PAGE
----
Proper self-care is important. If you aren’t taking care of both your mental and physical health, you’re going to wind up causing worse problems for yourself further down the line. Taking care of one at the expense of the other can work for a short time, if you’re in desperate need, but it isn’t something I’d recommend doing if you can avoid it and definitely something you shouldn’t make into a habit. It can be incredibly tempting to lose yourself in some athletic activity in order to avoid what’s on your mind or to indulge in a giant bag of chips or some sweets because it pushes the happy buttons in your brain. Once is not good, but it isn’t bad. Repeatedly losing yourself in athletics until you’re too tired to think or eating a bunch of junk food because it feels good becomes a serious issue.
Well-rounded self-care is key. Some therapy for the mental stuff, rest for your body and mind, healthy meals and exercise for the physical stuff, and a decent amount of the things you enjoy to keep your spirits up. Moderation in all things, of course, but that’s more of a suggestion than a rule or a guideline. You’re really the only person who can say when something goes from self-care into self-indulgence or self-harm, so make sure to keep an eye on what you’re doing and how it makes you feel.
Yesterday’s poem and my weekend binge of doing literally anything but think about the problems I’m facing got me thinking. Eventually. It wasn’t until last night, after a stupid amount of time playing borderlands, ignoring my roommates, and pretty much ignoring every part of my life I could get away with ignoring, that I started thinking. As I stared blankly at my blog and thought about just giving up on the daily updates thing, I realized just how toxic my mental space had gotten while I stewed in frustration and pain for almost three whole days. I forced myself to find an old poem to post and took a brief moment to bask in the coincidence that the first one I found was “Self-Harm.”
After a brief disclaimer that help put things in context for myself (and hopefully kept anyone close to me who might read it from worrying), I posted it and decided to stop playing video games. I took a hot shower, had a difficult internal debate, and then took a few deep breathes, all of which helped me push through the fog of depression that I’d let into my mind. I was finally back to reality. There was work to be done, a difficult conversation to be had, and the demeaning specter of my depression to face. All at the same time.
The conversation was productive, my fears were quelled, and I proved to my depression once again that I am not an unlovable wretch. There is still work to be done, there are still conversations to be had, but I feel up to the task now. I don’t think my depression has entirely returned to the calm sea it usually is between wave events, but it’s calm enough for me to work with.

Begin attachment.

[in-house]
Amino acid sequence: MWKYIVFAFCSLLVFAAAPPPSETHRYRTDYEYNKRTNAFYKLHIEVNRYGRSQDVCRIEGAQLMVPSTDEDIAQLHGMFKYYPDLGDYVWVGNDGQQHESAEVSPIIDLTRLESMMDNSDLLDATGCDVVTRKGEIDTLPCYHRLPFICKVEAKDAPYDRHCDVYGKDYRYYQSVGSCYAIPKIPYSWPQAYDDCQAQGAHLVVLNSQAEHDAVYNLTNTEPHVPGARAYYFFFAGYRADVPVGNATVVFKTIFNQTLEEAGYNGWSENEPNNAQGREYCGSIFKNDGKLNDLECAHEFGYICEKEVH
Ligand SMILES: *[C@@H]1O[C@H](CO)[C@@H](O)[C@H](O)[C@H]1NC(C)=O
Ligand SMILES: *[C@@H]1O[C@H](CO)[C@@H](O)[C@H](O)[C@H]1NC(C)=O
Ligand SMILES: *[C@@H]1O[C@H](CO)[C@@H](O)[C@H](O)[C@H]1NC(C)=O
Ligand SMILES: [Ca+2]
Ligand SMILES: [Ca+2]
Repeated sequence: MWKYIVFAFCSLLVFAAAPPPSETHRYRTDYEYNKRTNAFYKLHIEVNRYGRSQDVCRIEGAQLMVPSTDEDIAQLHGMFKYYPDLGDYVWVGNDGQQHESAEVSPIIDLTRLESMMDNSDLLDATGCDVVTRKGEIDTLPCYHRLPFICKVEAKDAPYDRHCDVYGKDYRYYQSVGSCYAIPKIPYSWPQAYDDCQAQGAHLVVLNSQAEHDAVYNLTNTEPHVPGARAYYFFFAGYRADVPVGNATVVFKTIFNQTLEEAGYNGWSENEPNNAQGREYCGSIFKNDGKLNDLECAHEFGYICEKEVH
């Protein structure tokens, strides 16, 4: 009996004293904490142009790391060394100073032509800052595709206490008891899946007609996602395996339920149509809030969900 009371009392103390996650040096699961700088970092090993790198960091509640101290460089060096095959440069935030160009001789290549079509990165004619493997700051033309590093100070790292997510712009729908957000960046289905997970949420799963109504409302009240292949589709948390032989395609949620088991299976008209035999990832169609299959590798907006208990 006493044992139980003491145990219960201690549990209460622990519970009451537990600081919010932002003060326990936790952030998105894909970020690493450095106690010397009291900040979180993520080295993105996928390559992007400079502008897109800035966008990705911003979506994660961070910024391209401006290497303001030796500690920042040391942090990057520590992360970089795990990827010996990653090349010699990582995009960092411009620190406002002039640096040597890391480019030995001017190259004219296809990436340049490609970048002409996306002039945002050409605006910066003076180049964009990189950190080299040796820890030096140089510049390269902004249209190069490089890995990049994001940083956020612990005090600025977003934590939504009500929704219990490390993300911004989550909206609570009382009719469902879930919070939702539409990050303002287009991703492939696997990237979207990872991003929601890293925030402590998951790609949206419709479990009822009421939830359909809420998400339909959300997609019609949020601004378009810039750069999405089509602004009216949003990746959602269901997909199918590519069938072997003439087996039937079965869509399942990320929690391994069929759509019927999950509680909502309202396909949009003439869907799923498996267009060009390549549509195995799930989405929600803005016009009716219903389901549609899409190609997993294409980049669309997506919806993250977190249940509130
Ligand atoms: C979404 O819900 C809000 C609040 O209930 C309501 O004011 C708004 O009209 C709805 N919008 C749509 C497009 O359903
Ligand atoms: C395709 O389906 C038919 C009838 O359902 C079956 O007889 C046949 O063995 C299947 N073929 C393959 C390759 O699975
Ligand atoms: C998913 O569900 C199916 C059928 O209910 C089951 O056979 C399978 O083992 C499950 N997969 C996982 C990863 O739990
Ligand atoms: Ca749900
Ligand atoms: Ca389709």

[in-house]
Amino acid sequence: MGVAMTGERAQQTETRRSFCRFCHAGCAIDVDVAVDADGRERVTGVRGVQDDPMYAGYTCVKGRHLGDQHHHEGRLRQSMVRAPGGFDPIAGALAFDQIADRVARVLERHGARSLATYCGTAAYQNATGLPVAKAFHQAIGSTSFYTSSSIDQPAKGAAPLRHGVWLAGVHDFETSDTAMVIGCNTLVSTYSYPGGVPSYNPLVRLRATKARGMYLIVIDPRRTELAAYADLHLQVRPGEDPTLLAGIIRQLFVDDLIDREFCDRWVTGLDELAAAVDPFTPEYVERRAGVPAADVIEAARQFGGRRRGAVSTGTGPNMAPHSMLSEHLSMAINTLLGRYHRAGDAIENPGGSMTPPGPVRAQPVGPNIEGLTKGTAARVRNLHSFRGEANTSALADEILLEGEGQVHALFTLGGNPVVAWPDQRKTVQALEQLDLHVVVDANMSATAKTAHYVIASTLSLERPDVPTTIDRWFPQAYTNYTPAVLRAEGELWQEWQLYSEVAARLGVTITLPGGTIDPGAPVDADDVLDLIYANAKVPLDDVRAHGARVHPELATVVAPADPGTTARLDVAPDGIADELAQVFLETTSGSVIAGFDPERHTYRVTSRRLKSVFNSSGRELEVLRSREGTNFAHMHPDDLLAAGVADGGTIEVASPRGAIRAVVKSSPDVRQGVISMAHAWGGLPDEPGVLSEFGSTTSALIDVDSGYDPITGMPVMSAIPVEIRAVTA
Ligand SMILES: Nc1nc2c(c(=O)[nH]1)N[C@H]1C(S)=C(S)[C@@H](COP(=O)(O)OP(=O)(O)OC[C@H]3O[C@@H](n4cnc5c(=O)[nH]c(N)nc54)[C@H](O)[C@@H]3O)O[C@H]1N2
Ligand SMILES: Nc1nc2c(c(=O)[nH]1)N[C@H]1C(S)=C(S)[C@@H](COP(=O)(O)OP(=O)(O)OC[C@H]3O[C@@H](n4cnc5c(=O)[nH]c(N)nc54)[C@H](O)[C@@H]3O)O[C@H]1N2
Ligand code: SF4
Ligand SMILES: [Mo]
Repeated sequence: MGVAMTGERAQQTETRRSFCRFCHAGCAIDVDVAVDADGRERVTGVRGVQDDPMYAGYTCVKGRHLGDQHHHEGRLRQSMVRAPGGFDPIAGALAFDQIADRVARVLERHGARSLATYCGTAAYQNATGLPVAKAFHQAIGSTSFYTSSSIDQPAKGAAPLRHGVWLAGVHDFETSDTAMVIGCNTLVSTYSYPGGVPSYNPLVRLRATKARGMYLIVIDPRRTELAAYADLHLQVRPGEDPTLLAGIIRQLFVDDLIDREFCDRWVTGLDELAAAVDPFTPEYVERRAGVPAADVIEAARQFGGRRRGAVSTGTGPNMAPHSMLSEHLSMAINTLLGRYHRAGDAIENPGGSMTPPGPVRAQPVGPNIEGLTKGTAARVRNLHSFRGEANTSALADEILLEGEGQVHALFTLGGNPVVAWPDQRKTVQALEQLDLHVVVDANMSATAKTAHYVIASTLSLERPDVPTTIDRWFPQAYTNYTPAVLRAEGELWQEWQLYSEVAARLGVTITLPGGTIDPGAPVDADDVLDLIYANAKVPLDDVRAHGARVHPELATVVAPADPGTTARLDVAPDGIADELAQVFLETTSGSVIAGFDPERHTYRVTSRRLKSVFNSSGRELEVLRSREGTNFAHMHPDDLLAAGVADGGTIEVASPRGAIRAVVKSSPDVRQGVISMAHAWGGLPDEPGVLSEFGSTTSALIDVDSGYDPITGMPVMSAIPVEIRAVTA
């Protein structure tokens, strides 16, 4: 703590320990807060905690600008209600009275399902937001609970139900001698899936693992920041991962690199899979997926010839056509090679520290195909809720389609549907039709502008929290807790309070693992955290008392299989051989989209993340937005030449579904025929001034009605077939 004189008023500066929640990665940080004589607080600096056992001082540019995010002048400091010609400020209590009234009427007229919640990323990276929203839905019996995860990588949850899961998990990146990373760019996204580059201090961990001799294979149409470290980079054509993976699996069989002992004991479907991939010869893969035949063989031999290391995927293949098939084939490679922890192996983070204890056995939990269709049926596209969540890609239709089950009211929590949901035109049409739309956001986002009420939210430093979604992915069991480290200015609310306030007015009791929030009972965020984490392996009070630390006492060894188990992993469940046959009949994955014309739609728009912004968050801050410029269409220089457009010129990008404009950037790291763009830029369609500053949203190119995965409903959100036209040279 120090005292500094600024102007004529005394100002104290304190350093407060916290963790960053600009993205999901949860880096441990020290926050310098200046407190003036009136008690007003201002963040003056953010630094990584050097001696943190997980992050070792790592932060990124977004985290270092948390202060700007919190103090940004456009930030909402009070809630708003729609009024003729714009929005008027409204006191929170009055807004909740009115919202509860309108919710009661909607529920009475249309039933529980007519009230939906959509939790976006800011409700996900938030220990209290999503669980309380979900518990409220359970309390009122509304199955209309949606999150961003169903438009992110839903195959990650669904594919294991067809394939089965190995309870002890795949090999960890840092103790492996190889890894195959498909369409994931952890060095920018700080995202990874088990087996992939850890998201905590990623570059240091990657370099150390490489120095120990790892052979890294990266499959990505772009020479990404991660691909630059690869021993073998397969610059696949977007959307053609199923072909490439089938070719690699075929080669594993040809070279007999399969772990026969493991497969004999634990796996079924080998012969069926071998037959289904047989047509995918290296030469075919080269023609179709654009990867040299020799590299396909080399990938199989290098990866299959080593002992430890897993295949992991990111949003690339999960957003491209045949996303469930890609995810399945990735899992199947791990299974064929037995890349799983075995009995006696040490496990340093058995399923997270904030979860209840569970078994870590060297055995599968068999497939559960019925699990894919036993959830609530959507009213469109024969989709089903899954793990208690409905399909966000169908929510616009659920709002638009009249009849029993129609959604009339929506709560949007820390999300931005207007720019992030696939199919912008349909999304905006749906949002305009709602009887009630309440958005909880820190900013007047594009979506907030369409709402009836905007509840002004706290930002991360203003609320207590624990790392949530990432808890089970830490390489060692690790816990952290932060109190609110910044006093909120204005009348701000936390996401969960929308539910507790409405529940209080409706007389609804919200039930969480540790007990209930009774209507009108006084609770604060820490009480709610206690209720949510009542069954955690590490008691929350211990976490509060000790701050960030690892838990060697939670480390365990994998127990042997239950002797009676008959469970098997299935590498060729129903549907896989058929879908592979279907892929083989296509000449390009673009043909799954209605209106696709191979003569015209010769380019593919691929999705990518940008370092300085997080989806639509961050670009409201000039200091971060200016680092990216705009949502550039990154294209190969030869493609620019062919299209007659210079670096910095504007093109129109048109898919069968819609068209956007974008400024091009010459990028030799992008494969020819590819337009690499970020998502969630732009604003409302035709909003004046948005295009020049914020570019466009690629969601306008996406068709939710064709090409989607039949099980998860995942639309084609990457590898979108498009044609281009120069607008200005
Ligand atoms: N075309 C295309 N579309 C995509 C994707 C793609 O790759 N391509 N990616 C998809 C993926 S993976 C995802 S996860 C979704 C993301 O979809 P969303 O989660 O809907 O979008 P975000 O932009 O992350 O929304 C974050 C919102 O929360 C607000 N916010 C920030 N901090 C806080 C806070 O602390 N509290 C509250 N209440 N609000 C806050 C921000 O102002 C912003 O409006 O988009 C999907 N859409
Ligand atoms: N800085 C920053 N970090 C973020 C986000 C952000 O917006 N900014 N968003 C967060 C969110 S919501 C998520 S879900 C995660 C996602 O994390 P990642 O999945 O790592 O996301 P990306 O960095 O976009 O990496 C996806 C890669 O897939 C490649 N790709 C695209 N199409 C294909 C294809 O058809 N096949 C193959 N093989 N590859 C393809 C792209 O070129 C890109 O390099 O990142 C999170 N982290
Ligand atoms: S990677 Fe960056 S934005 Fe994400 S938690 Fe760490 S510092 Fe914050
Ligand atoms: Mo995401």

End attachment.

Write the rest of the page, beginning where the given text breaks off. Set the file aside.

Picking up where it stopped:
I haven’t been doing much writing aside from the daily blog posts in a long time. I keep making plans to write more, but I never seem to get it done. Every time I sit down to write, I have trouble focusing or I get caught up in blog stats. I lose track of what I sat down to do and content myself with trying to track metrics that’re ultimately meaningless. Feeling productive as a writer is helped by tracking the total number of words I’ve written each month, but actual progress on my goals is far more helpful. Blog posts every day is a great goal, but I know I can do so much more. A year of consecutive blog posts is going to feel amazing, but I’m selfish and want more.
Honestly, there really isn’t much stopping me from writing more. I’ve got plenty of ideas, I could easily work ahead in any number of blog post projects, and I’ve got enough time each week to easily do another thousand or so words a day without losing the time I spend on recreation. The only thing getting in the way of me writing more is myself. It is entirely self-sabotage. Some of it is subconscious, like when I got to this paragraph I realized I hadn’t checked all of my webcomics, so I took a quick break to see if any of them had updated since I last checked. I clearly don’t want to face the topic I’m heading toward because it makes me uncomfortable. Some of it is conscious, like when I decided to put off writing this until the morning because I knew I’d have to hurry through it and might not be able to get it all written before I had to leave for work. At the very least, I wouldn’t be able to think about it very much until after I’d done the work of writing it.
I get in my own way a lot. I’ve never engaged in cutting or any kind of physical self-flagellation, but I’ve been absolutely horrible to myself in terms of criticism and preventing me from working on goals or feeling positive. All my self-harm has been the non-physical kind that tears you up inside but never leaves a mark. There are a lot of people who do the same thing and we all call it just a part of anxiety, mental illness, depression, and so much more. After this past weekend, I’m inclined to call it all a form of self-harm.